Ultimately, those who had played more violent video games as teenagers reported engaging in more aggressive behavior. Men exhibited more aggression, and men who are more prone to exhibit aggressive behavior may be even more vulnerable to violent video games, the study found.

The researchers also found that the more time a student had spent playing video games in the past, the lower his or her college grades were likely to be.

The second study was designed to show a more short-term relationship between aggression and video violence. More than 200 college students played either a violent or nonviolent video game (Wolfenstein 3D or Myst, respectively). The games have similar difficulty levels, so frustration could be ruled out as one cause of aggression. The students played the games three times, in two separate sessions, about a week apart.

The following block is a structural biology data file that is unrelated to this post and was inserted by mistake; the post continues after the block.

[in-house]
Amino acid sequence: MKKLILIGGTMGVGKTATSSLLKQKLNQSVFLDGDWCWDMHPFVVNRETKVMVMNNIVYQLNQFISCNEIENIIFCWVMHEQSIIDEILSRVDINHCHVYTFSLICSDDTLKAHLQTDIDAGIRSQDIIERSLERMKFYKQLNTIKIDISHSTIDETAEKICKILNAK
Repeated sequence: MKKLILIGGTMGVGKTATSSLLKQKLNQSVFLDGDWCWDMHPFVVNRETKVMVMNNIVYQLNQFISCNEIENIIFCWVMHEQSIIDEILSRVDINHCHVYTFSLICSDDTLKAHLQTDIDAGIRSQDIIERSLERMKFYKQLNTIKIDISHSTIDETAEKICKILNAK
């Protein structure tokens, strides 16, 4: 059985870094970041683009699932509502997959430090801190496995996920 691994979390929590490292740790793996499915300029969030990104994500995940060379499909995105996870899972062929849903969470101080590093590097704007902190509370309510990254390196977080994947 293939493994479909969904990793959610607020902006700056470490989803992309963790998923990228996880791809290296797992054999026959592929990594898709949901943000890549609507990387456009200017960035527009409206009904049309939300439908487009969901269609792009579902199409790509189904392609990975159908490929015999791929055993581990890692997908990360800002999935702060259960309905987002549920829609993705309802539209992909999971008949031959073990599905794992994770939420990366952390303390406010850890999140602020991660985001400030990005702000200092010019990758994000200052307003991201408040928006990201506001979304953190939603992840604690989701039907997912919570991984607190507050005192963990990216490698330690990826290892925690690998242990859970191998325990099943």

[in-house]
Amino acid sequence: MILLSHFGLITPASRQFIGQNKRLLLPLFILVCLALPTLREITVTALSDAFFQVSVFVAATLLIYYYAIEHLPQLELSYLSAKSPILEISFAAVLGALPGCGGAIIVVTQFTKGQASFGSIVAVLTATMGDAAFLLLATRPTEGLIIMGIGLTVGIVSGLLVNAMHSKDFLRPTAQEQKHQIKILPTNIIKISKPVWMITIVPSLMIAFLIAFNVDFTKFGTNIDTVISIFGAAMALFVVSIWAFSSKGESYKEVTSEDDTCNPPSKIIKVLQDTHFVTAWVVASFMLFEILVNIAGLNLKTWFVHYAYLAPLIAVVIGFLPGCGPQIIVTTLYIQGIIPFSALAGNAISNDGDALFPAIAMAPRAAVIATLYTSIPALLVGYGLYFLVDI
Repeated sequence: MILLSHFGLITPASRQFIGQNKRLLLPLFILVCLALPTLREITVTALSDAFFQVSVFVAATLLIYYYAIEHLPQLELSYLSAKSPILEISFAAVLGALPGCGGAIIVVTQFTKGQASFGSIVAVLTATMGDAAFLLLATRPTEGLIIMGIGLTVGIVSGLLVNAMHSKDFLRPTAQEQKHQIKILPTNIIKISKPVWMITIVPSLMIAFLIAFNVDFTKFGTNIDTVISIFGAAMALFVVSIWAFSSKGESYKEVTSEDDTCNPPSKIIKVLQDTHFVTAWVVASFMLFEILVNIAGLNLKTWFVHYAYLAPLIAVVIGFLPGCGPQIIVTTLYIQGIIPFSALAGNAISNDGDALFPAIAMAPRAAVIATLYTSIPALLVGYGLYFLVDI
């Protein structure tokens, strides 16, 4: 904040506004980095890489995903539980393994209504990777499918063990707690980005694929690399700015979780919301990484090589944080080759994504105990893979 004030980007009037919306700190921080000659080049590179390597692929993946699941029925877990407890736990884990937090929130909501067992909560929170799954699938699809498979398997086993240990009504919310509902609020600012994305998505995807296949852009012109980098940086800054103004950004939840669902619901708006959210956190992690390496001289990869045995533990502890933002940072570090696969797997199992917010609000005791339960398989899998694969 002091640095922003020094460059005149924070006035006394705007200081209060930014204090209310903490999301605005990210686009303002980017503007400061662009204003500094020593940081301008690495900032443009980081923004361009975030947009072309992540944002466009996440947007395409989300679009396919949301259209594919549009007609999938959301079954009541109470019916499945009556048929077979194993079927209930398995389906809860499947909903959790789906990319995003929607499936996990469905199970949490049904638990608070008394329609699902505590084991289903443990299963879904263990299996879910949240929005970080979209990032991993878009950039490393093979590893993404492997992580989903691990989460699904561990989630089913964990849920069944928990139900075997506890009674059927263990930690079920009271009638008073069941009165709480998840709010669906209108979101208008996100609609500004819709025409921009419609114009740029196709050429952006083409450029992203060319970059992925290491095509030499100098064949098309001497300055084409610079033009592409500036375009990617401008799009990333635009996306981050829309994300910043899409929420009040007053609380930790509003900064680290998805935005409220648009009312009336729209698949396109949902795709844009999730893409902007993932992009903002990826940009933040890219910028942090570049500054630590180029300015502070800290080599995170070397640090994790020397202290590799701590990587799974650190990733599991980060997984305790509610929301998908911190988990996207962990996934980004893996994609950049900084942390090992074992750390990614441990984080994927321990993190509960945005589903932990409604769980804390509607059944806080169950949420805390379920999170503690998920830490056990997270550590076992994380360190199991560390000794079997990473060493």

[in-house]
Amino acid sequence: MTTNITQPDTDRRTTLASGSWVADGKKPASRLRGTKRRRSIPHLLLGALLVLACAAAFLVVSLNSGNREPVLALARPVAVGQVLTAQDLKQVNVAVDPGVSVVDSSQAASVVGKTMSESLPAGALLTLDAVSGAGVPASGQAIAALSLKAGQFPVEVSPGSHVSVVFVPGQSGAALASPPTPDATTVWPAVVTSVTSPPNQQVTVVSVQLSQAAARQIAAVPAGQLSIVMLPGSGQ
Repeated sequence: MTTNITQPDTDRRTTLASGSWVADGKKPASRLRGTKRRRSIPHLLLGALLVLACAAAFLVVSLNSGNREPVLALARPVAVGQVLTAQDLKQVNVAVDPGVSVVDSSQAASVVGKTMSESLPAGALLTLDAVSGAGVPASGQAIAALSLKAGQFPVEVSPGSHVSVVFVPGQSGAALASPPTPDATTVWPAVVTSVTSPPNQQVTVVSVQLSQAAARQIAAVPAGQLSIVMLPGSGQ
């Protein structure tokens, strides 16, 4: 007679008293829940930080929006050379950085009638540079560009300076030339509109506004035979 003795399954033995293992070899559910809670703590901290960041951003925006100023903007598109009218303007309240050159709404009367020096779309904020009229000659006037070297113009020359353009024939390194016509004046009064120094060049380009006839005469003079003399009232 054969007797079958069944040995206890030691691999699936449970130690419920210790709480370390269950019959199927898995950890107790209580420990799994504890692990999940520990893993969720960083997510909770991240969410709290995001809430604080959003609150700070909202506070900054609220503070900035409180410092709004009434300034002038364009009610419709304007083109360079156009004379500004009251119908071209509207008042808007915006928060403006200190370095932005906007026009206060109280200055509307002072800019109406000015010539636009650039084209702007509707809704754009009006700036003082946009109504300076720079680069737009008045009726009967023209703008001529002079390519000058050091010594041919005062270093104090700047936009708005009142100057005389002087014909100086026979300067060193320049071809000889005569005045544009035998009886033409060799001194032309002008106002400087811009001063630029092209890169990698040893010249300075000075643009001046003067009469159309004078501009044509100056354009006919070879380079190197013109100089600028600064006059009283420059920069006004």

After the students played the video games for a third time, they played another game in which they had to set up a blast of noise that their opponents would hear if they lost. Those who had played the violent video game set the noise blast to last longer than the others, which the researchers interpreted as being more aggressive. Women displayed higher levels of hostility and aggression than did the men.

"We now know for a fact that playing a violent video game for even a short period of time increases aggressive behavior in the short term," says Anderson, who recently testified before the U.S. Senate on the impact of "interactive" violence on children.

Leaving aside extreme examples like the Littleton shooting, Anderson says that the way people learn to react to conflict can show up in day-to-day life. "I think the message I'd like to give the average parent is that when kids -- adults as well -- play violent video games, it makes them at least temporarily think about the world in more aggressive terms," Anderson tells WebMD.